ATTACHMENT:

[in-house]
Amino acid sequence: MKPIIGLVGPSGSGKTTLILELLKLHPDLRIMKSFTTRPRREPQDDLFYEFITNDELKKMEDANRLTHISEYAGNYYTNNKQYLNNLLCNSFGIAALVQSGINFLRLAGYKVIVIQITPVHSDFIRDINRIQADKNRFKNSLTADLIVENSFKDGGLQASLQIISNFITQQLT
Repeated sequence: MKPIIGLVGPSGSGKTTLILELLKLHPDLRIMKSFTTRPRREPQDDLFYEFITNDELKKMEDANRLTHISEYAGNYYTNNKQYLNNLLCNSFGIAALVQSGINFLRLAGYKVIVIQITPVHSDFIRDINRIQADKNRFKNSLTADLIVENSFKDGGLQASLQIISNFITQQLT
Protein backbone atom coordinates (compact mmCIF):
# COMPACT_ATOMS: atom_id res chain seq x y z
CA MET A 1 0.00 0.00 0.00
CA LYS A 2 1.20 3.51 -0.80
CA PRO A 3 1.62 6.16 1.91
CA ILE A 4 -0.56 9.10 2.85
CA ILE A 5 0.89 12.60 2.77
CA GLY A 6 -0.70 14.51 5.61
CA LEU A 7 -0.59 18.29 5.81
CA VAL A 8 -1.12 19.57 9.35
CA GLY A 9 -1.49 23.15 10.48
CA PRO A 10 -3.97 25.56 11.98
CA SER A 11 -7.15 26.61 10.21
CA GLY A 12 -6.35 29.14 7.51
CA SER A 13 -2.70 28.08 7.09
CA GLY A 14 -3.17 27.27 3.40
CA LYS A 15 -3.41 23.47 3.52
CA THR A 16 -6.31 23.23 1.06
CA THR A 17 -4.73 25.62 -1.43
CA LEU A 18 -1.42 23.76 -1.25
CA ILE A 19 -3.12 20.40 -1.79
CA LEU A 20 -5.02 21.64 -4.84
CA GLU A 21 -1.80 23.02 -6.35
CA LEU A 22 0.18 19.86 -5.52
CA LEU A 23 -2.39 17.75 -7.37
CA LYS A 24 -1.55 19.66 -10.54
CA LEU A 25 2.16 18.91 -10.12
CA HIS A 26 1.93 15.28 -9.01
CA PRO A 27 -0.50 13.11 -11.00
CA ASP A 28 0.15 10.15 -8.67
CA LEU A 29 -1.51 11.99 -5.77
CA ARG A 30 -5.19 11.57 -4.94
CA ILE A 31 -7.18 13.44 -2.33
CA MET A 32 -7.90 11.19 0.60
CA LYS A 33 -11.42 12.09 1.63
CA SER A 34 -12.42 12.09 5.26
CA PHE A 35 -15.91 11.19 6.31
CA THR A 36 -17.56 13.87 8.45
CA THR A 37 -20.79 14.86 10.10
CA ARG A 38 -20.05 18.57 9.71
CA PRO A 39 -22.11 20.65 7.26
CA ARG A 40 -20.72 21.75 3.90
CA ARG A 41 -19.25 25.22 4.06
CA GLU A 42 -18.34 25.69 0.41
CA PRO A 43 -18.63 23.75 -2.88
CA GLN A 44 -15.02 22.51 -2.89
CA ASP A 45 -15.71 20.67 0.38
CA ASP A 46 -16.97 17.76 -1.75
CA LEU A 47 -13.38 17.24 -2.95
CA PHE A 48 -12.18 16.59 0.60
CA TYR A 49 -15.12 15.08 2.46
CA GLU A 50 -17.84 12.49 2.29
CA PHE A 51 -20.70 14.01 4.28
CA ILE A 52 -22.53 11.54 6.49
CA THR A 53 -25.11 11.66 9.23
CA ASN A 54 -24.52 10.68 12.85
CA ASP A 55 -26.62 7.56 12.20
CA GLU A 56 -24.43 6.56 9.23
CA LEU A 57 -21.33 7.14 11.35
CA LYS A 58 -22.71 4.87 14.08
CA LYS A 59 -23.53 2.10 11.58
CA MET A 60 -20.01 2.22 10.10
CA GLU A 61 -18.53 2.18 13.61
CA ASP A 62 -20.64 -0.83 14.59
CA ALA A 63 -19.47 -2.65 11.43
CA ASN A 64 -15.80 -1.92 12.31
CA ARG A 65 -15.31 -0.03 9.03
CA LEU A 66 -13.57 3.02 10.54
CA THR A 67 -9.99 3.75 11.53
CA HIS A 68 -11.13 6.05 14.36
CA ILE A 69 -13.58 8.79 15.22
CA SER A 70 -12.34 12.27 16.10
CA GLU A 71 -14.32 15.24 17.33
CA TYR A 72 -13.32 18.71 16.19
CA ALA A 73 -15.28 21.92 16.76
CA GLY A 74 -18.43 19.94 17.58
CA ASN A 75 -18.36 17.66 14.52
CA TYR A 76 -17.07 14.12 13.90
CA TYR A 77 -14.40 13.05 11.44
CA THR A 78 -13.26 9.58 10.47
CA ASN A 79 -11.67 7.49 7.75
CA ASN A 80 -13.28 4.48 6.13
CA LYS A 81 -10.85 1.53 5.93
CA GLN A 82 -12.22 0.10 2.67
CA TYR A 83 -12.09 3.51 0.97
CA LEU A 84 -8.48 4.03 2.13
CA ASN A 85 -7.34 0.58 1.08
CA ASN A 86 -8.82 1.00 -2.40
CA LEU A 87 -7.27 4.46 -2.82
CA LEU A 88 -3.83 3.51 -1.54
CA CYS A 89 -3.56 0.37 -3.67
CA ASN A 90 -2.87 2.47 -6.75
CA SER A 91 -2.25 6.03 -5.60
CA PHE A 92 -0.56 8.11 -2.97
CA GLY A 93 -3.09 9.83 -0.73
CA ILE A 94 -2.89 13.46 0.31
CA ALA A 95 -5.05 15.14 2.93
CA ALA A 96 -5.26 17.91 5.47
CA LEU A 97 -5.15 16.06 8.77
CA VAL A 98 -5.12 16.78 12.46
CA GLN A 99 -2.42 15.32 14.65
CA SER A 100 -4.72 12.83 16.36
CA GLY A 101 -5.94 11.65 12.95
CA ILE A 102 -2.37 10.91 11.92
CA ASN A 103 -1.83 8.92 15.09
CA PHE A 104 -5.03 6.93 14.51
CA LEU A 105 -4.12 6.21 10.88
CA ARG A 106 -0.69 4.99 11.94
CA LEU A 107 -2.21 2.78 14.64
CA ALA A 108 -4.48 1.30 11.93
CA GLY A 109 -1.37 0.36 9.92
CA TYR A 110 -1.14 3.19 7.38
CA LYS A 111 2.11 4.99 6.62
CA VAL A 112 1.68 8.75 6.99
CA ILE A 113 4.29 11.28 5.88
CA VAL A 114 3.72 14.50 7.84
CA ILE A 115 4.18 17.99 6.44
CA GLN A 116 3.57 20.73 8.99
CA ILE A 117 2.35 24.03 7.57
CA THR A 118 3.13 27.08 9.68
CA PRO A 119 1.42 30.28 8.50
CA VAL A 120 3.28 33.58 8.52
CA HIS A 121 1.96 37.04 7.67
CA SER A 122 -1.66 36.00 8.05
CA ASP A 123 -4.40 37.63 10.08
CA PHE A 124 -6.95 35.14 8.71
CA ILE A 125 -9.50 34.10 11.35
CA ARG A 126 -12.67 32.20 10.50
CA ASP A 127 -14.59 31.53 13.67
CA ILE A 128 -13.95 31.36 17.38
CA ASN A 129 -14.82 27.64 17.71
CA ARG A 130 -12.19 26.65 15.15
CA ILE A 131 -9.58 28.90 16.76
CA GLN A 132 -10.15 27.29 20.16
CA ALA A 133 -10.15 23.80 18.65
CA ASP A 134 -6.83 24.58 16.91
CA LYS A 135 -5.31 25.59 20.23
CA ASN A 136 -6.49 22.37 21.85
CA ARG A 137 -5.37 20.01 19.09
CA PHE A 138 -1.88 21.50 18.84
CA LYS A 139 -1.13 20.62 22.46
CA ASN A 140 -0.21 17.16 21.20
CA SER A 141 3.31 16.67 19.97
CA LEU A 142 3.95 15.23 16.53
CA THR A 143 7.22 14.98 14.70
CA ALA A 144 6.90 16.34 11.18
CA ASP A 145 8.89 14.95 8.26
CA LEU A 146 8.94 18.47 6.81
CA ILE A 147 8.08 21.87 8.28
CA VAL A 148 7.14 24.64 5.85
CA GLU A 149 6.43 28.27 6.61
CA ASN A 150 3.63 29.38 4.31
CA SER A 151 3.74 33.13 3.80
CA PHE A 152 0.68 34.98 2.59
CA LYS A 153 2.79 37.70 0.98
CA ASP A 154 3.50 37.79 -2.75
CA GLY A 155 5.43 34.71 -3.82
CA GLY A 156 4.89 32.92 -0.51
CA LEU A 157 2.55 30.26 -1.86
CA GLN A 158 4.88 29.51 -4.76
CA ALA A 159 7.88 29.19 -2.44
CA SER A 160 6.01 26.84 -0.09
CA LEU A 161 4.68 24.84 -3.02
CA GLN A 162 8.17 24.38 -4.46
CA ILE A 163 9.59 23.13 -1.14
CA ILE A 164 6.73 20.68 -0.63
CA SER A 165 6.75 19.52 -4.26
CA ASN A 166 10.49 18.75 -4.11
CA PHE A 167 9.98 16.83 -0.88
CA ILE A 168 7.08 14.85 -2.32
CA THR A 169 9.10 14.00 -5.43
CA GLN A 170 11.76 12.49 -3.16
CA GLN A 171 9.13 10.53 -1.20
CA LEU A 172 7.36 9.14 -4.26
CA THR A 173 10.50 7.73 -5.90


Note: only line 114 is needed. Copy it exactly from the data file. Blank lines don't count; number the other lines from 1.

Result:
CA GLY A 109 -1.37 0.36 9.92